TR:

Learning from the success of other programs and experts, John’s in no way trying to reinvent the wheel. In putting together this proof of concept, he’s starting at home.
At home.

JS:

The Superintendent of Wake County Public School was actually my Vice-Principal when I was in high school. She had no idea I couldn’t see when I met her recently. The only reason she took the meeting was that she remembered my name. The only reason she remembered my name was because I got into trouble when I was in high school.

[TR in conversation with JS:]

Laughs…

JS:

If I was a good kid and didn’t get in trouble I would never have gotten that meeting.

[TR in conversation with JS:]

Alright, one up for the bad kids!

JS:

Laughs…

TR:

Me? No, I wouldn’t know anything about that!

Continuing with that pie recipe; if that shell and filling doesn’t properly bake at the right temperature therefore creating an aroma that makes your mouth water, well, you’re probably not going to be asked to make it
Again.

JS:

The third piece is changing the mind sets of people and companies. Working with companies to make sure that every touch point that they have whether somebody’s from recruitment, to hiring to on-boarding to promoting, working with them to insure that they have a strategy to properly execute a disability hiring program. Eventually it just becomes ingrained into their entire hiring process so that it becomes universal to set everyone up for success.

[TR in conversation with JS:]

How do you sell that?

JS:

I call it godifying companies who get it. The initial companies we are going to be working with are companies who get it, who want it and who have the capacity to do it. You can get it and you can want it, but if you can’t put that time and funding to do this then that’s not what we need to be focusing on right now. We need to find those companies that have those three things. We build on that model, we get that case study and then we show the proven model, others will follow. We’ve got a couple of partners now that we’re working with who I’m really excited about. Hopefully the next time we talk I’ll be able to talk more about it.

[TR in conversation with JS:]

That part is really interesting to me because that’s sort of a piece of what I want the podcast to do. Right, that change the misperceptions and all of that and that’s kind of what you’re doing when you go in and talk about that so I want to know more about that man, when you can talk about it.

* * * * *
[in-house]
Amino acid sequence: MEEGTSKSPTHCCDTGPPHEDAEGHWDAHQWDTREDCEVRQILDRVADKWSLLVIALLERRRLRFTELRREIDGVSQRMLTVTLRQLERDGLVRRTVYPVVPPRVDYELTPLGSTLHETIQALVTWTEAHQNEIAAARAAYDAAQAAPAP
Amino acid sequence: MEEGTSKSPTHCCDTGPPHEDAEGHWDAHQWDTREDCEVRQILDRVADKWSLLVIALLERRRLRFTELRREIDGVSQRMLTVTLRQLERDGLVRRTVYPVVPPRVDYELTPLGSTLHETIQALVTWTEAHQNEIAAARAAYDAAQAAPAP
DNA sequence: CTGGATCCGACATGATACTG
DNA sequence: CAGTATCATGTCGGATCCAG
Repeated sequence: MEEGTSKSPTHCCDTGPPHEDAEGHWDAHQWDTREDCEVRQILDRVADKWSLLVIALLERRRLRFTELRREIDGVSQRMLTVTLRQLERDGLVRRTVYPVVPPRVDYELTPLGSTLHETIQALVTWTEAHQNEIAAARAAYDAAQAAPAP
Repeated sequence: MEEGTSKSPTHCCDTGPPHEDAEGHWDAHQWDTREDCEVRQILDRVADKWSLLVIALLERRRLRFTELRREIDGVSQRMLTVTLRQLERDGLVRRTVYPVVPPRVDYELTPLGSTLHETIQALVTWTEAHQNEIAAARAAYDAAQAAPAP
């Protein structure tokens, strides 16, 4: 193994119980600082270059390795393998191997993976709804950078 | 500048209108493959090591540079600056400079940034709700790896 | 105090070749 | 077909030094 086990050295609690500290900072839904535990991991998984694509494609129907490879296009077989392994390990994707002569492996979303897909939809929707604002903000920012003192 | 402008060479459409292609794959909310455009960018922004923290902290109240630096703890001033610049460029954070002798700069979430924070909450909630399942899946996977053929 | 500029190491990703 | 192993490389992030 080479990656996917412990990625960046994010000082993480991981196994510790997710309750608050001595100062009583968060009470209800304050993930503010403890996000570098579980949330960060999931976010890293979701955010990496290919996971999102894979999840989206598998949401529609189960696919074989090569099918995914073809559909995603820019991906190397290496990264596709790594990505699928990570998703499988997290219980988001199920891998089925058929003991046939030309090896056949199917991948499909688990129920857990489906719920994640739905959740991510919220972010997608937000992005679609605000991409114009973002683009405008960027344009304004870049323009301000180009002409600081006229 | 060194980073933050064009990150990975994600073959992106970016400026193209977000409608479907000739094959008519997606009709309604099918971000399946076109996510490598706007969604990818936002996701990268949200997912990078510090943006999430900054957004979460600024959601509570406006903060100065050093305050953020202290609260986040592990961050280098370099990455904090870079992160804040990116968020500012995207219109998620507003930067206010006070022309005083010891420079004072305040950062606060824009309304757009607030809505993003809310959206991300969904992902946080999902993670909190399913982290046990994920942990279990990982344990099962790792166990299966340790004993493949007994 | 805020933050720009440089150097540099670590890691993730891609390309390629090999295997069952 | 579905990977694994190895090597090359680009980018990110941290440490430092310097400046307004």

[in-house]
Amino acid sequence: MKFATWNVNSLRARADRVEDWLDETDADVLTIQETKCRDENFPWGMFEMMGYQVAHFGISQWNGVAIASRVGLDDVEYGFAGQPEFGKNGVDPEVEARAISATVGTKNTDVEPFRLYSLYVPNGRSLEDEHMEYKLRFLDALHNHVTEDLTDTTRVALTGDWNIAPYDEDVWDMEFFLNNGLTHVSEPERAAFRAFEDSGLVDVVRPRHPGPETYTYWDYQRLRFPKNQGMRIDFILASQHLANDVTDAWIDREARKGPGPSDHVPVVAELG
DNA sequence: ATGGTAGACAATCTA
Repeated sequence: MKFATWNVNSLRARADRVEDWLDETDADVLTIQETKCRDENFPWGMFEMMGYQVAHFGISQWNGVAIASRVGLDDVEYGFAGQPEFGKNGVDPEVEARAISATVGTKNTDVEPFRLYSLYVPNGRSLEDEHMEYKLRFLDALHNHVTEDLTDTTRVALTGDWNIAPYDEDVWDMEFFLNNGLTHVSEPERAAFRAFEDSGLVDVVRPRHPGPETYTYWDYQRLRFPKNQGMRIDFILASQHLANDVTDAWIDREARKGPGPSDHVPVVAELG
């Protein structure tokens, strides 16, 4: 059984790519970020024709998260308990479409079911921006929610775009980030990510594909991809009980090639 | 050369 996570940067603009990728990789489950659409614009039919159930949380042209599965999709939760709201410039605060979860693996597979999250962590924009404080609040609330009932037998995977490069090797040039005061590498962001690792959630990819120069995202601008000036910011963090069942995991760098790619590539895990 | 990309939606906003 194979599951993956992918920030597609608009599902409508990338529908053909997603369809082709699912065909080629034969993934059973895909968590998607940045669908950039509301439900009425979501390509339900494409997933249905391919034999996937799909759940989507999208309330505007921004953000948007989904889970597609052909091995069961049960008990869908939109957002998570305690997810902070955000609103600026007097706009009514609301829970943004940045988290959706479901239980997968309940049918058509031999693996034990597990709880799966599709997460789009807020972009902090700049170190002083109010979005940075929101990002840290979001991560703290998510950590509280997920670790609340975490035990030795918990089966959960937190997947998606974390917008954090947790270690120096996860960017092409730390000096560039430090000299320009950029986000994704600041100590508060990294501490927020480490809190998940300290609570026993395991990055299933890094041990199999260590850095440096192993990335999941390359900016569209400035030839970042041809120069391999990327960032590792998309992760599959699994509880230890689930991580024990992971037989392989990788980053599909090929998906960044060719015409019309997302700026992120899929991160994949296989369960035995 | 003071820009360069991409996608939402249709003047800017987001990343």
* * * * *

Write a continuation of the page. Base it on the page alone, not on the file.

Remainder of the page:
JS:

Yep, for sure. Part of the communication piece is the trainings that we do. You kind of have your traditional learning management system trainings, but podcasts, blogs all these different types of content that’s how we’re going to change the stigma. That’s how people take in and consumer learnings and trainings. Your podcast is going to be part of the eco system right. That’s what we need. Because that’s how we’re going to change the stigma.

TR:

That pie smells sweet!

As part of this effort, John has launched his own interview show on YouTube. All Access with John Samuel.

JS:

It’s a show really about sharing the stories of leaders, entrepreneurs and advocates who are improving the lives of people with all abilities. Similar vein of what you’re doing, it’s breaking down the barriers so that people can see that hey there’s a lot of different type of people out there, different leaders different people doing some real cool stuff out there and we just don’t know about them. We need to share those stories, give them a platform. That’s why I’m so thankful for you to give me this platform

One thing I appreciate with yours is that I love the sound engineering. There’s an auditory experience which is awesome.

[TR in conversation with JS:]

Cool, I appreciate that.

TR:

John literally traveled across the globe. Gaining a little more understanding about his own vision loss at each of his destinations. Now he finds himself back home, where he began his vision loss journey. As a nine year old, he wasn’t equipped with the language to explain what he was experiencing. He internalized it and managed the best he could. Now he’s back home working to make sure others with vision loss can find opportunities a bit closer to home.

JS:

Having gone through this myself who knows it better, right? We talk about all those angels and all the serendipitous meetings, me being able to come back home to a place where I never thought I could live and to be able to make this type of change it’s pretty remarkable.

[TR in conversation with JS:]

Yeh, you get to be the angel.

JS:

Yeh, it’s paying it forward right. I could never thank all of those people who helped me get here, but maybe I could help someone else.

TR:

Now that’s what I’m saying!

Salutes to John Samuel, the latest member of the Reid My Mind Radio.

You know you want to learn more about him and the work happening at LCI Tech.

JS:

Visit www.LCITech.com. And we’re also on Linked In and Twitter, @LCI_Tech.

[TR in conversation with JS:]

And are you yourself on Twitter?

JS: